Current Matthaei Botanical Gardens & Nichols Arboretum intern and Arb caretaker Jake Hamilton stumbled upon a delicious black morel while removing garlic mustard from the newly installed Great Lakes Gardens at Matthaei Botanical Gardens. Garlic mustard is a prolific invasive herbaceous biennial plant in the mustard family that when bruised smells like garlic. Black morels (Morchella elata) are a species of edible fungus in the family Morchellaceae and can be found all over Michigan in late April and all through May. They’re found growing near older ash and aspen / poplar tree stands in moist forested areas and begin growing the last few weeks of April and are ready for picking in the first few weeks of May. Be sure to cut the stems of the morels near the base as opposed to pulling their roots, or else the mushroom will not grow back at a later time. And be sure to collect them in paper bags to preserve them.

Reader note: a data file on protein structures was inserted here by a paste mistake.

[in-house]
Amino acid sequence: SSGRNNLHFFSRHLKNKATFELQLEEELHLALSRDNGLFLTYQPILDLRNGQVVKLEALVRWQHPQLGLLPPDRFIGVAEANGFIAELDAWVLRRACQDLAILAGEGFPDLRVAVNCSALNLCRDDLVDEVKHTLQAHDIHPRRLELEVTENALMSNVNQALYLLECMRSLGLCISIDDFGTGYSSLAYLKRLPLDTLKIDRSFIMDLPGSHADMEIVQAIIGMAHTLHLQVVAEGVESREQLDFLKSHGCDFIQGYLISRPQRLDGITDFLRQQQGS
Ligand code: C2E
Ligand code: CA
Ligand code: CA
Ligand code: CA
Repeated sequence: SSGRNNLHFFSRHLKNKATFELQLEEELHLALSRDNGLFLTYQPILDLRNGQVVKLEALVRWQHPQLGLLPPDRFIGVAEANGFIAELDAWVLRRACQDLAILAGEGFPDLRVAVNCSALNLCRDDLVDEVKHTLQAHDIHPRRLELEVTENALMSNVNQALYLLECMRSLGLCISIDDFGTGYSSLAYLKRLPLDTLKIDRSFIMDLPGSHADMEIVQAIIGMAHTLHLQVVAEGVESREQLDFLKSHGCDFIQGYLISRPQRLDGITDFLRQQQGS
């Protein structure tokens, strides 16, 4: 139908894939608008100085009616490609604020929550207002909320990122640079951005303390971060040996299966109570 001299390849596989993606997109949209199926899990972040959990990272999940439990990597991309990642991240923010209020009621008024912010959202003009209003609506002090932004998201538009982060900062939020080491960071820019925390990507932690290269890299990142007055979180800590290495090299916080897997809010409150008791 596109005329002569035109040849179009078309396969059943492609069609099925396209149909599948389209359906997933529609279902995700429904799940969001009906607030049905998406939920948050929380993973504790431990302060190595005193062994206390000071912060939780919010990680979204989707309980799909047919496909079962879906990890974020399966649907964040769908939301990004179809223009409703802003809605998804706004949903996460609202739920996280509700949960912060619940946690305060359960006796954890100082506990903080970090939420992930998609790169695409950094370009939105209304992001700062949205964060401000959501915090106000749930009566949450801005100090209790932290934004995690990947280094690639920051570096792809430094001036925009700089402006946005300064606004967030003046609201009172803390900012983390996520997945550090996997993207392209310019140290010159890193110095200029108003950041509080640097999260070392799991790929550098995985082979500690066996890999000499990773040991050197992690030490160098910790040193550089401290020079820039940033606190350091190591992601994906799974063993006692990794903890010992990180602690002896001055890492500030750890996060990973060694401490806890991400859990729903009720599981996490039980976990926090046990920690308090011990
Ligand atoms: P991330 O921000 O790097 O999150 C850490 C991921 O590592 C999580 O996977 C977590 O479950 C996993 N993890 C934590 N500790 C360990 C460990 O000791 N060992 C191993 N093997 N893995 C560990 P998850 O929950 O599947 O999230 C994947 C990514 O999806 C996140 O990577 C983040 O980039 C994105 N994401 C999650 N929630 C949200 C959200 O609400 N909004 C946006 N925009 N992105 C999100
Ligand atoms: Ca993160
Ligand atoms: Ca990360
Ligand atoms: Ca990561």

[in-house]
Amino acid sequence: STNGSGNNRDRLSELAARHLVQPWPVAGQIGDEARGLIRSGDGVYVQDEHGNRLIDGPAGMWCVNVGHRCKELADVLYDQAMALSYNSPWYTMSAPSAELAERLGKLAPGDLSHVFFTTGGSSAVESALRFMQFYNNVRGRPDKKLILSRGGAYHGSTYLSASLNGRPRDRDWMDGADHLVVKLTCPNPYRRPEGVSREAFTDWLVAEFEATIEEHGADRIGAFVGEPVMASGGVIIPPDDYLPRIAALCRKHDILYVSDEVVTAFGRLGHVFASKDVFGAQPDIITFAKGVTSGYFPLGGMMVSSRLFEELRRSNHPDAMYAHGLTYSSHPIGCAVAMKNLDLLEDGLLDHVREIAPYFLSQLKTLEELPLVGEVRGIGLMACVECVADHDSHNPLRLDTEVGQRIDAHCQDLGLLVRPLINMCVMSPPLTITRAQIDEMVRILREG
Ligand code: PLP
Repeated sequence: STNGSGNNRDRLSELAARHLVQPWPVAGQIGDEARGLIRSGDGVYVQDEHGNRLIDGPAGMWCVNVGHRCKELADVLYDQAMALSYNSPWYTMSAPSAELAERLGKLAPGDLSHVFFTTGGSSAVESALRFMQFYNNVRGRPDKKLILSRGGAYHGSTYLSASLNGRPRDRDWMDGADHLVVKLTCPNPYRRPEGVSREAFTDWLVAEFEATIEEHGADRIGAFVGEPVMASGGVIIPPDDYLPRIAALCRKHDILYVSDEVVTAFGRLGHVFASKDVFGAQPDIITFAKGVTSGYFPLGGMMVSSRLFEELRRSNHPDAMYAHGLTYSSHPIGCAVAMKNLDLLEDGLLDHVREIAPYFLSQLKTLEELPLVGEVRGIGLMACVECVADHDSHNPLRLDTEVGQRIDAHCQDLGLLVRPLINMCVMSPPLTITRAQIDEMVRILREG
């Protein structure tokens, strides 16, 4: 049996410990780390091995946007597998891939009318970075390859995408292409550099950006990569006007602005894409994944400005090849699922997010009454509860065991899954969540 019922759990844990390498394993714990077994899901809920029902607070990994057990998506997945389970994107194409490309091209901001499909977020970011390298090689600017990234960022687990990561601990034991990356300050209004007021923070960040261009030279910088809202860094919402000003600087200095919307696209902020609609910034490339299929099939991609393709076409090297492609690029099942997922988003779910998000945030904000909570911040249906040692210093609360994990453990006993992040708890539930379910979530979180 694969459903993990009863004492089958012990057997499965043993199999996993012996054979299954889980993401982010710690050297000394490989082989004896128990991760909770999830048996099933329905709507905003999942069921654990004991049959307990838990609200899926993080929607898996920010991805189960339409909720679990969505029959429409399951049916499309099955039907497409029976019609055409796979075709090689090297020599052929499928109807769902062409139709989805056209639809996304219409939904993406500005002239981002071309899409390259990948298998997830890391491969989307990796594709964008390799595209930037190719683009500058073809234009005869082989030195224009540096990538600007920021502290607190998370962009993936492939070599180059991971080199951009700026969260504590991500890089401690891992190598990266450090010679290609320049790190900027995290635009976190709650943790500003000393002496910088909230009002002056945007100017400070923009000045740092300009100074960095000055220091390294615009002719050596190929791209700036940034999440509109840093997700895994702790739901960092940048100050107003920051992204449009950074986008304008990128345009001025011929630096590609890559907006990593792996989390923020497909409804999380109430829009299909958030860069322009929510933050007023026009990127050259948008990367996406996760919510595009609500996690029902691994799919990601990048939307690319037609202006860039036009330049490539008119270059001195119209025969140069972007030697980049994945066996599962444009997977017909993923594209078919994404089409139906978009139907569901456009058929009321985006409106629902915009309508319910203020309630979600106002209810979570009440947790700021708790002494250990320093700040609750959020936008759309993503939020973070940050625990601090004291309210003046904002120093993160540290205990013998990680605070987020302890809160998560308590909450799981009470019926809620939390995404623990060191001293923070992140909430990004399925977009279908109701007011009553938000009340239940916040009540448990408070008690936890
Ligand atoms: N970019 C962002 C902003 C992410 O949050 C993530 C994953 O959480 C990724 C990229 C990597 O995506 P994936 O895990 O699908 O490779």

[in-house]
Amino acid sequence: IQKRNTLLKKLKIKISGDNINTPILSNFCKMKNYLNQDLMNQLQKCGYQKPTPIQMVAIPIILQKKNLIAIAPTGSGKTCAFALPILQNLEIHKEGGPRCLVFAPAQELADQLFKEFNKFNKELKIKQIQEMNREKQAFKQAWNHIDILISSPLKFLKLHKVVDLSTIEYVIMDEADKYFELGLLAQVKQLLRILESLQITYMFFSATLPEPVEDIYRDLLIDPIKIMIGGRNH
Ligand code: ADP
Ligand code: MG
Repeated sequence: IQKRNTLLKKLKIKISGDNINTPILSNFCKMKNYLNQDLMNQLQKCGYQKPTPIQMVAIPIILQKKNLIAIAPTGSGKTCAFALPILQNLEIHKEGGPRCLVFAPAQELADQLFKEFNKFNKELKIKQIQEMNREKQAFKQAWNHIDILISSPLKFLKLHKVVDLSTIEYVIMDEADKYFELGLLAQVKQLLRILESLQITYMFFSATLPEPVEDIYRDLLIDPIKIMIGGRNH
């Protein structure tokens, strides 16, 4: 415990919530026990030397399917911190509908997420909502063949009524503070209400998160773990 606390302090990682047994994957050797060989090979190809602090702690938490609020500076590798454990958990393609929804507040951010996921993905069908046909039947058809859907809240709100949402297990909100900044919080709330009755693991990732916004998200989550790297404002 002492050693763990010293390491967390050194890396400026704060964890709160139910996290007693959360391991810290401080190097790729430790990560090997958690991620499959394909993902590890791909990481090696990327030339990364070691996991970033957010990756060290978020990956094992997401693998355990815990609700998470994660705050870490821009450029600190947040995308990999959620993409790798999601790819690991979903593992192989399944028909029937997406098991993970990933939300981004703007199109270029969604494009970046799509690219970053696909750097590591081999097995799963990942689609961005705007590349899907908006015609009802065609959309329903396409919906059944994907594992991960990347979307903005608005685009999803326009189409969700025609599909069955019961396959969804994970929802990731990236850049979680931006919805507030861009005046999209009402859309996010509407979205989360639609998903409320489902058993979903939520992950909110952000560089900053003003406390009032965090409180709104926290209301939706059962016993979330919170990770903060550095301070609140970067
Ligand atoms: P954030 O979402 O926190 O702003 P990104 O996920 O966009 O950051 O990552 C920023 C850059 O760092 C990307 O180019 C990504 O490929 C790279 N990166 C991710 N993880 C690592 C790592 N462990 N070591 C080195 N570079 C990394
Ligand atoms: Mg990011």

|Jake Hamilton shows off his catch.|
Morels make for a great addition to pasta dishes and are tasty on their own if sauteed for 8-12 minutes with butter, a few drips of olive oil and a dash of salt and pepper, but be sure not to eat them raw; cooking will remove any toxins present. Upon your search for these elusive caps, use your “botany feet” to avoid smashing any of our Pure Michigan native woodland plant species!
|Closer view of the morel.|
Note: Identifying wild mushrooms can be very difficult. Sometimes even experts are stumped. If you’re not sure what it is, best to leave the mushroom alone!